Ultimately, even though mental health struggles aren’t a death sentence for your relationship, staying mentally healthy is always going to help your relationship more than it hurts it.
Mental health challenges are tied to various physical ailments.
The link between mental and physical health is more than anecdotes and common sense. There is actual data connecting mental health to physical health:
- Depression has been linked to a 50% increased risk of a person dying from cancer
- Depression has been linked to a 67% increased risk of a person dying from heart disease
- People with schizophrenia are three times more likely to die from a respiratory disease and twice as like to die from heart disease
- Optimistic people have a reduced risk of cardiovascular disease
- Negative emotions like anger are correlated with heart attacks
Other things like diabetes, arthritis, obesity, and asthma also have connections to mental health conditions.
Perhaps this is why mental health is correlated to longer life—because mentally healthy people are more likely to avoid potentially life-threatening conditions.
How to be more mentally healthy
Knowing that your mental health can affect everything from your relationships to the length of your life, the next question is clear: how can you improve your mental health?
We can’t ignore the reality of true mental health disorders and chemical imbalances. However, your happiness is largely within your control. It’s important to do everything you can to care for your mental health. Here are some things to try.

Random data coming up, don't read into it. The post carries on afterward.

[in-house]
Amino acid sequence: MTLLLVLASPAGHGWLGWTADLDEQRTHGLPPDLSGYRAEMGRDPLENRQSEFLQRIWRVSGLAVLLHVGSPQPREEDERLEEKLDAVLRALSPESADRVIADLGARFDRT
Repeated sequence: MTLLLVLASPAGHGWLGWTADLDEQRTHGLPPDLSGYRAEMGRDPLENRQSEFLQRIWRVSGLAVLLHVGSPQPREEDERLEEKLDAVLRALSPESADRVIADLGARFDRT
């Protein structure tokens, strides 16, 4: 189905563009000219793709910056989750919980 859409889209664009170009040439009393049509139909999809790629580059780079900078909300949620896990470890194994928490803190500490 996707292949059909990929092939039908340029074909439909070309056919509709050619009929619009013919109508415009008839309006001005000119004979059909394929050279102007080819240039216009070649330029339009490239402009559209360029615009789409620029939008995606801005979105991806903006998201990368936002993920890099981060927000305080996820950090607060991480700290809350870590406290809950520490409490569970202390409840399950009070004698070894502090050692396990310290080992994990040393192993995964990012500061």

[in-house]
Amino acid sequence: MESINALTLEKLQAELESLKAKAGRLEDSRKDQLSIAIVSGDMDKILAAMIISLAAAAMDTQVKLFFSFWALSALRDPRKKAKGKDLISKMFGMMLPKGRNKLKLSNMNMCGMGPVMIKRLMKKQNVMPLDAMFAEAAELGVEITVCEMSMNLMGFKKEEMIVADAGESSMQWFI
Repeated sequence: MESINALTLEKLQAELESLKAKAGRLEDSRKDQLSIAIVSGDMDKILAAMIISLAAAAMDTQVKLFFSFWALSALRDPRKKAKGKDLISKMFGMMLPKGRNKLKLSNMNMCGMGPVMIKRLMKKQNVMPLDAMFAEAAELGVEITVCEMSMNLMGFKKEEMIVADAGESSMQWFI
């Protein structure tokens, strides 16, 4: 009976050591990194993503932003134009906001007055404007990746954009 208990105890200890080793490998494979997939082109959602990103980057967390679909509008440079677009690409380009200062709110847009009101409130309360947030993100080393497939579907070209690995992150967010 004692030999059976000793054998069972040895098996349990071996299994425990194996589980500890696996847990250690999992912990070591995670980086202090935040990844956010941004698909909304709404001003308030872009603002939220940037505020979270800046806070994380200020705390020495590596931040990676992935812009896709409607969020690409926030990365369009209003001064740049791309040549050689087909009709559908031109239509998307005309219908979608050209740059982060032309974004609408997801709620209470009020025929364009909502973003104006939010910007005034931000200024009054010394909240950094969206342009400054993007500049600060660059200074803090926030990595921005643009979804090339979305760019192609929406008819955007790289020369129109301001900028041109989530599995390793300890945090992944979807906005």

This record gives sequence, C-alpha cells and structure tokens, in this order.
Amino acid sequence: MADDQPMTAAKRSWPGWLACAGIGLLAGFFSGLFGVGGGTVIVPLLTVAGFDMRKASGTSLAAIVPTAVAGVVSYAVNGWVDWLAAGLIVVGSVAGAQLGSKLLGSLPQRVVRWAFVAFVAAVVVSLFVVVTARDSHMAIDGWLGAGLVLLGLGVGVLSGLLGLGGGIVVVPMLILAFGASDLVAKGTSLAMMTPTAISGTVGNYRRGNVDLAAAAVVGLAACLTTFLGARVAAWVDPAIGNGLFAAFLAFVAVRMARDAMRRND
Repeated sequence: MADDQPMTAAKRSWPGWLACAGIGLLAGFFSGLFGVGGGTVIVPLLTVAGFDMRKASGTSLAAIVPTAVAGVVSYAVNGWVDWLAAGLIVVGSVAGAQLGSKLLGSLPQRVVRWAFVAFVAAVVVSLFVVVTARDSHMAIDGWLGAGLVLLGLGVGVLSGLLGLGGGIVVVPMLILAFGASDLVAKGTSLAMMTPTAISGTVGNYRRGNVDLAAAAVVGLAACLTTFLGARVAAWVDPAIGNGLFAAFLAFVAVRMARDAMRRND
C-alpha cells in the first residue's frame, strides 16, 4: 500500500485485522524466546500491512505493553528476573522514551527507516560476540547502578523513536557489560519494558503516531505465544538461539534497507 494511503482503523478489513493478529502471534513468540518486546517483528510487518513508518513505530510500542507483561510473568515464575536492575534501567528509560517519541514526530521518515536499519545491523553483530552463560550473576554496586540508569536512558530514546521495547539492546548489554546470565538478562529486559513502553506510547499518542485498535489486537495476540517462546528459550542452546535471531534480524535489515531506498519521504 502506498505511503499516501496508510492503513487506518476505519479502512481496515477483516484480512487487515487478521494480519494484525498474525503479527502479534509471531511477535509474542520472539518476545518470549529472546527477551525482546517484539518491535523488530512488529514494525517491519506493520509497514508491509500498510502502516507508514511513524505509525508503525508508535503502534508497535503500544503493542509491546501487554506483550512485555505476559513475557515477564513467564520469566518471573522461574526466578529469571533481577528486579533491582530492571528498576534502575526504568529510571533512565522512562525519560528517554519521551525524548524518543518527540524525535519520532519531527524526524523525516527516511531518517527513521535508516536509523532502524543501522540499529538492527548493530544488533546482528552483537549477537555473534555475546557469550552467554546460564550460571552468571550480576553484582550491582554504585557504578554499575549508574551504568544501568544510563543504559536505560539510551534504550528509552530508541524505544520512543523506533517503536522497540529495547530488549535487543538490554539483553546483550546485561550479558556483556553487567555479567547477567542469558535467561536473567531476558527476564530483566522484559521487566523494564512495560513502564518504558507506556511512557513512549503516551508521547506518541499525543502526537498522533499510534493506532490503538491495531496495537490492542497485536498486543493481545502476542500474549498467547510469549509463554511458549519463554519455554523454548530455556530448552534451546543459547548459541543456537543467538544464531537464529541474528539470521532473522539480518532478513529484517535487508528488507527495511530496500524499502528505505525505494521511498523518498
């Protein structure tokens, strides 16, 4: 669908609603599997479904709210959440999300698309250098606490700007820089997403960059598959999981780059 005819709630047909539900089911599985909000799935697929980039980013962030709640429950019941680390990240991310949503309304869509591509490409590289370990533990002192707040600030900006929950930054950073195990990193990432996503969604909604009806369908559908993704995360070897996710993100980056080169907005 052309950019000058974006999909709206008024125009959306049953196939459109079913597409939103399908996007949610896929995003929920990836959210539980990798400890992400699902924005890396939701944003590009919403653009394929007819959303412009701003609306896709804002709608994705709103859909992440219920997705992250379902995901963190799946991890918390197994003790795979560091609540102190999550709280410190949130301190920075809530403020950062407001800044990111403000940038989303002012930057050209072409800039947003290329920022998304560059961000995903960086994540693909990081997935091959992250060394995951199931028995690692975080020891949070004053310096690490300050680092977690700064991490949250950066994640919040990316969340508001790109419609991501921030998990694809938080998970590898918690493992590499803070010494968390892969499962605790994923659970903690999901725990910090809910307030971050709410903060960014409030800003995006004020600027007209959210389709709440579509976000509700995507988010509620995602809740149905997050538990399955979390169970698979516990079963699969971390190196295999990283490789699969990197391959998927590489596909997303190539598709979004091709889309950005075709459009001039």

Bottling up your feelings is not going to lead to mental health. Keeping in feelings of stress, worry, or grief can just make those feelings worse. Allow yourself to express your feelings—both positive and negative—in safe and healthy ways. Talk with friends and family about how you’re feeling, or start seeing a therapist who will give you a safe place to get your feelings out in the open.
Introduce positive thoughts.
Do you have control over your thoughts? Absolutely! You have the ability to introduce positive thinking toward your current thoughts. Just the act of thinking differently can start you mind on a new path. This takes time. If you struggle with mental illness, it will take time and effort before you can start thinking differently.
Consider writing one or two positive thoughts to yourself and placing them on your mirror or even on the background of your phone. This way you create positive reinforcement that you experience throughout your day.
Use therapy, a coaching service, or both.
If you’re sick, you call your doctor. If you’re struggling mentally, shouldn’t you also enlist the help of a professional? There’s no shame in asking for the help you need to get your mental health back on track. A therapist can be a great way to learn to express and process your feelings. A coaching service will be more about helping you move forward in deliberate and meaningful ways. Either or both can help you on your journey toward mental health.
If you need help, get help. If you have a mental illness or suspect you might, seek a medical professional to help you. Visit PsychologyToday.com for a list of professionals in your local area. If you are feeling nervous, also reach out to a friend or loved one to encourage and support you.
(Think these services have to cost an arm and a leg? Think again! Design.org’s personalized coaching emails are absolutely free, and will help you start to design a life you love.)
Know your triggers (and how to respond to them).
Different things trigger different people in different ways. Be aware of the things that bring up negative thoughts or feelings for you. Work on responding to those triggers in healthy ways, rather than avoidance or numbing.
Mental health can have a huge impact on your physical health. As you work on improving your mental health, you’ll see the benefits ripple out to other areas of your life. A happier (and healthier) life is within reach.